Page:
I am wondering what is the difference between these sentences? Do they have the same meaning?

I cannot eat meat.

I can not eat meat.

I can eat no meat.

I've seen such sentences as:

I can eat no meat but still be healthy.

But can I also use the "can do no" form in other situations, in case where I would normally use "can not do"?

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    "Can not eat meat" is unambiguous - it means able to abstain from meat. However, "can eat no meat" is ambiguous - it might be a somewhat awkwardly phrased version of able to abstain from meat, or if read as an older rendering, it can mean unable to eat meat. – Lawrence May 28 '16 at 15:50
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    @Lawrence 'Can not' is simply the original, older spelling of 'cannot'. It does not exclusively mean 'able to abstain from meat'. – Aeon Akechi May 28 '16 at 17:12
  • Perhaps more persuasively: "can not" is the phrase that "can't" abbreviates, and "I can't" unambiguously means "I cannot" — so "I can not" is ambiguous. – Scott May 28 '16 at 18:29
  • @Nothingatall In modern usage, "can not" means exclusively "able not to". If we grant the older use you mention, it makes the form "can not" ambiguous as well (as Scott notes). – Lawrence May 29 '16 at 0:44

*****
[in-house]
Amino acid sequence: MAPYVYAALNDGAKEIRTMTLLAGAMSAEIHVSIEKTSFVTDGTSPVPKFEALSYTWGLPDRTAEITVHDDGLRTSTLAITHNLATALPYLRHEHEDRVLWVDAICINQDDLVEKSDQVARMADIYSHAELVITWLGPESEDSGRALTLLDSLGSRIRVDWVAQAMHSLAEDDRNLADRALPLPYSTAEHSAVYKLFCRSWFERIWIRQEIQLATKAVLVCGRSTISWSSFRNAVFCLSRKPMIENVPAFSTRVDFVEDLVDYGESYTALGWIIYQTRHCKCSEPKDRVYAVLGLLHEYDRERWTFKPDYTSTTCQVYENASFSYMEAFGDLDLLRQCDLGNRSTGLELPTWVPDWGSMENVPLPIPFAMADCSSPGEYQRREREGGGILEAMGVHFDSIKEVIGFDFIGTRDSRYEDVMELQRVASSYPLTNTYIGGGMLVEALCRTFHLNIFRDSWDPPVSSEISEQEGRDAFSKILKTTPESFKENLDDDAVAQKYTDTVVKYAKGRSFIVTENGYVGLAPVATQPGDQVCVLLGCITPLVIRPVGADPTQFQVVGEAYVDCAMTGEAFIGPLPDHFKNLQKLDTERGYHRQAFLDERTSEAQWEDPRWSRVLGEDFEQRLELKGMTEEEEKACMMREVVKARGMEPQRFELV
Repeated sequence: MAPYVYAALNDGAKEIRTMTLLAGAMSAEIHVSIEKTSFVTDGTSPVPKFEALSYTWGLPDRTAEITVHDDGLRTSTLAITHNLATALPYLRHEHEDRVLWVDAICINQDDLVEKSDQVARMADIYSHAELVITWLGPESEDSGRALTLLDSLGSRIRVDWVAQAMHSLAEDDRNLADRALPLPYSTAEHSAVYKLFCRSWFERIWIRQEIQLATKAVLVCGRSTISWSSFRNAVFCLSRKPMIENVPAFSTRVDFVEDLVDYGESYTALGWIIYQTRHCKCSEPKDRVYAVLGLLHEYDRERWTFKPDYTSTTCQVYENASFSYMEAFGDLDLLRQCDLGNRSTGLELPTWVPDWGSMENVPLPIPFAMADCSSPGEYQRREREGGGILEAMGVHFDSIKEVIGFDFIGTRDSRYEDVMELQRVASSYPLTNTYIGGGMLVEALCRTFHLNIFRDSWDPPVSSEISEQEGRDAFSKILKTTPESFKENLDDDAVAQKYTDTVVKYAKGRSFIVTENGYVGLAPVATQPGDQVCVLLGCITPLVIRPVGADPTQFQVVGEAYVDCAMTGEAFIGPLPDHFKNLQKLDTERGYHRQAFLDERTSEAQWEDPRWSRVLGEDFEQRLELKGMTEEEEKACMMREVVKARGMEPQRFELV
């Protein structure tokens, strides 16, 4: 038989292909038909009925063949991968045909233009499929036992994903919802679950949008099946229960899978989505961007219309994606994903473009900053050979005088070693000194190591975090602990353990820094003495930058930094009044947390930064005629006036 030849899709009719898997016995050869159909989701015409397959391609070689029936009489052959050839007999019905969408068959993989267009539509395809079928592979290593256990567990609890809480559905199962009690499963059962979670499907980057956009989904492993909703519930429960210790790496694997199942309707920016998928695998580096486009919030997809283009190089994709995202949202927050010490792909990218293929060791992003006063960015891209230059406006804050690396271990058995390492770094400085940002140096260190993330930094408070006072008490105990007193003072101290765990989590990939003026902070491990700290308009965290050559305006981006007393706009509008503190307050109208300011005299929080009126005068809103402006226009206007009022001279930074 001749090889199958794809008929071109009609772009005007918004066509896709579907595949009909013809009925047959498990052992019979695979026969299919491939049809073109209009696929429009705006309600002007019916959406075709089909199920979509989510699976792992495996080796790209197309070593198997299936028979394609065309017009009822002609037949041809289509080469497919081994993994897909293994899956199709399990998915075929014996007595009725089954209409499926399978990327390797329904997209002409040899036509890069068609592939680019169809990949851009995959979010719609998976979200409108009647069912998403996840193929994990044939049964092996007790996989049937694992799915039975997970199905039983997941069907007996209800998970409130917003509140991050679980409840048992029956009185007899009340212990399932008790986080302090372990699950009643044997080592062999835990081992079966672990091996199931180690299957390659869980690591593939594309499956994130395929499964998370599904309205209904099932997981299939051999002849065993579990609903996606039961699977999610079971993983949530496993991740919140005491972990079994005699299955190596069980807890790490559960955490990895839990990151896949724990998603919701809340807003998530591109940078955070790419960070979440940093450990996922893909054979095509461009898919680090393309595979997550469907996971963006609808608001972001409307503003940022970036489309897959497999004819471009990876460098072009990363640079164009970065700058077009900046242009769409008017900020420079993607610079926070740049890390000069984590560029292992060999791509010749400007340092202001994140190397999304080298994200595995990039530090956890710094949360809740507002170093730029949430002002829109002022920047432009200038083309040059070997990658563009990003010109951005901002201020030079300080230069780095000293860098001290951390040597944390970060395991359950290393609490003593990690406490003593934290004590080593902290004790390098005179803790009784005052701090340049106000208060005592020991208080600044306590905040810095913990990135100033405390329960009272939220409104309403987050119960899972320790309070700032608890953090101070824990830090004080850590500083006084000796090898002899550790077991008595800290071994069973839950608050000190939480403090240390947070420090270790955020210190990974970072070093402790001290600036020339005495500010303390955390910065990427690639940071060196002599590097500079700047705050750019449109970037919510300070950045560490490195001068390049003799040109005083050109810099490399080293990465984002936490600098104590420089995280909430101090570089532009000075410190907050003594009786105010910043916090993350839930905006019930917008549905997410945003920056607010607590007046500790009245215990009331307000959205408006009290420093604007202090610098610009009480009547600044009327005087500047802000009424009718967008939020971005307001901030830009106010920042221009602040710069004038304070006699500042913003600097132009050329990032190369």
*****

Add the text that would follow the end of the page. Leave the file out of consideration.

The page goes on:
• I'm not sure why @Scott thinks "I can not" is ambiguous; "I cannot" and "I can not" are equivalent. The remainder of the comment seems contradictory. – eques Oct 28 '16 at 18:35

I cannot eat meat.

I can not eat meat.

These only differ in spelling. Sometimes "cannot" is one word and sometimes two. In either case, it means "to be unable to"


I cannot eat meat


I am unable to eat meat

The last one:

I can eat no meat

is a less common phrasing. It can mean the same as the other (inability to consume meat) or it can mean the subject is able to avoid eating meat. This difference may be clearer with context:

I cannot eat meat for a week

I can eat no meat for a week

The first says for a period of a week, the speaker is unable to consume any meat. The second says for a period of a week, the speaker is able to survive without eating meat. The difference is essentially what is negated.

With other verbs/objects, the meaning can differ from the other form:


I can't do wrong


I can do no wrong

The former expresses an inability/prohibition on doing wrong things.

The latter expresses that nothing the subject is able of doing is wrong.

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  • "can not", allows for variation in emphasis "I can not eat meat". Otherwise the single word is the preferred spelling. – James K Oct 28 '16 at 18:52

In your example of "I can eat no meat and still be healthy" "I can eat no meat" doesn't really mean the same thing as "I can not eat meat". If I am correct, they are saying that they are able to stay healthy even without eating meat. If you said "I can not eat meat and still be healthy" that doesn't mean the same thing. The first says that they are able to abstain from meat and retain health, while the second says that they are not able to retain their health if they do eat meat. Ultimately, the problem is that you should say "I can abstain from eating meat and still be healthy." Hope this helps.

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